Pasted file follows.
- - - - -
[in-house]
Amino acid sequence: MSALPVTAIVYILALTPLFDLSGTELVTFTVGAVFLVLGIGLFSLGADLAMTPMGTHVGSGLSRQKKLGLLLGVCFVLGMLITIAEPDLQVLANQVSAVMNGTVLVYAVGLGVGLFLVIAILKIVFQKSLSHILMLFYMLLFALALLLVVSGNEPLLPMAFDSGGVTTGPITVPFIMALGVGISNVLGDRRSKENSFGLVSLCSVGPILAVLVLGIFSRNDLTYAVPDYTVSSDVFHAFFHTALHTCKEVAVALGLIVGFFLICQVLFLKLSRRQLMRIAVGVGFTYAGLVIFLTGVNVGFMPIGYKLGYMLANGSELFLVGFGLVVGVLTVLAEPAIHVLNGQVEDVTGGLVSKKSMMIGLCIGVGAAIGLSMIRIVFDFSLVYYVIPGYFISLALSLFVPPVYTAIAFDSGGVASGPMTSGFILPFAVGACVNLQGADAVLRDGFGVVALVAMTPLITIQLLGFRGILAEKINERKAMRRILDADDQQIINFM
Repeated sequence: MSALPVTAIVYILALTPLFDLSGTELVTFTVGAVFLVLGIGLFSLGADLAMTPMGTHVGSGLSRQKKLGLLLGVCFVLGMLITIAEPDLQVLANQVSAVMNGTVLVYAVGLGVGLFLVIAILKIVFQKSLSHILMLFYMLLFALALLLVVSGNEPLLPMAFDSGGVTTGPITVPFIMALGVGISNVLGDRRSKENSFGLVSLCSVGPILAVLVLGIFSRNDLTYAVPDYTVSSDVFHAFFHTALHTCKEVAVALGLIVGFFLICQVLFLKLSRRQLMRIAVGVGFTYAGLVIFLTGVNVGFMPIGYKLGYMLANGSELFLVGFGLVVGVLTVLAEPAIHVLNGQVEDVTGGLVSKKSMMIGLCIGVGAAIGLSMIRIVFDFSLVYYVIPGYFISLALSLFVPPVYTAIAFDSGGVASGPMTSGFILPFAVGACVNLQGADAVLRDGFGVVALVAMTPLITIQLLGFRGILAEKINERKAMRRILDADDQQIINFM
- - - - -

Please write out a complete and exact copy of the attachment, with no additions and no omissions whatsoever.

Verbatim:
[in-house]
Amino acid sequence: MSALPVTAIVYILALTPLFDLSGTELVTFTVGAVFLVLGIGLFSLGADLAMTPMGTHVGSGLSRQKKLGLLLGVCFVLGMLITIAEPDLQVLANQVSAVMNGTVLVYAVGLGVGLFLVIAILKIVFQKSLSHILMLFYMLLFALALLLVVSGNEPLLPMAFDSGGVTTGPITVPFIMALGVGISNVLGDRRSKENSFGLVSLCSVGPILAVLVLGIFSRNDLTYAVPDYTVSSDVFHAFFHTALHTCKEVAVALGLIVGFFLICQVLFLKLSRRQLMRIAVGVGFTYAGLVIFLTGVNVGFMPIGYKLGYMLANGSELFLVGFGLVVGVLTVLAEPAIHVLNGQVEDVTGGLVSKKSMMIGLCIGVGAAIGLSMIRIVFDFSLVYYVIPGYFISLALSLFVPPVYTAIAFDSGGVASGPMTSGFILPFAVGACVNLQGADAVLRDGFGVVALVAMTPLITIQLLGFRGILAEKINERKAMRRILDADDQQIINFM
Repeated sequence: MSALPVTAIVYILALTPLFDLSGTELVTFTVGAVFLVLGIGLFSLGADLAMTPMGTHVGSGLSRQKKLGLLLGVCFVLGMLITIAEPDLQVLANQVSAVMNGTVLVYAVGLGVGLFLVIAILKIVFQKSLSHILMLFYMLLFALALLLVVSGNEPLLPMAFDSGGVTTGPITVPFIMALGVGISNVLGDRRSKENSFGLVSLCSVGPILAVLVLGIFSRNDLTYAVPDYTVSSDVFHAFFHTALHTCKEVAVALGLIVGFFLICQVLFLKLSRRQLMRIAVGVGFTYAGLVIFLTGVNVGFMPIGYKLGYMLANGSELFLVGFGLVVGVLTVLAEPAIHVLNGQVEDVTGGLVSKKSMMIGLCIGVGAAIGLSMIRIVFDFSLVYYVIPGYFISLALSLFVPPVYTAIAFDSGGVASGPMTSGFILPFAVGACVNLQGADAVLRDGFGVVALVAMTPLITIQLLGFRGILAEKINERKAMRRILDADDQQIINFM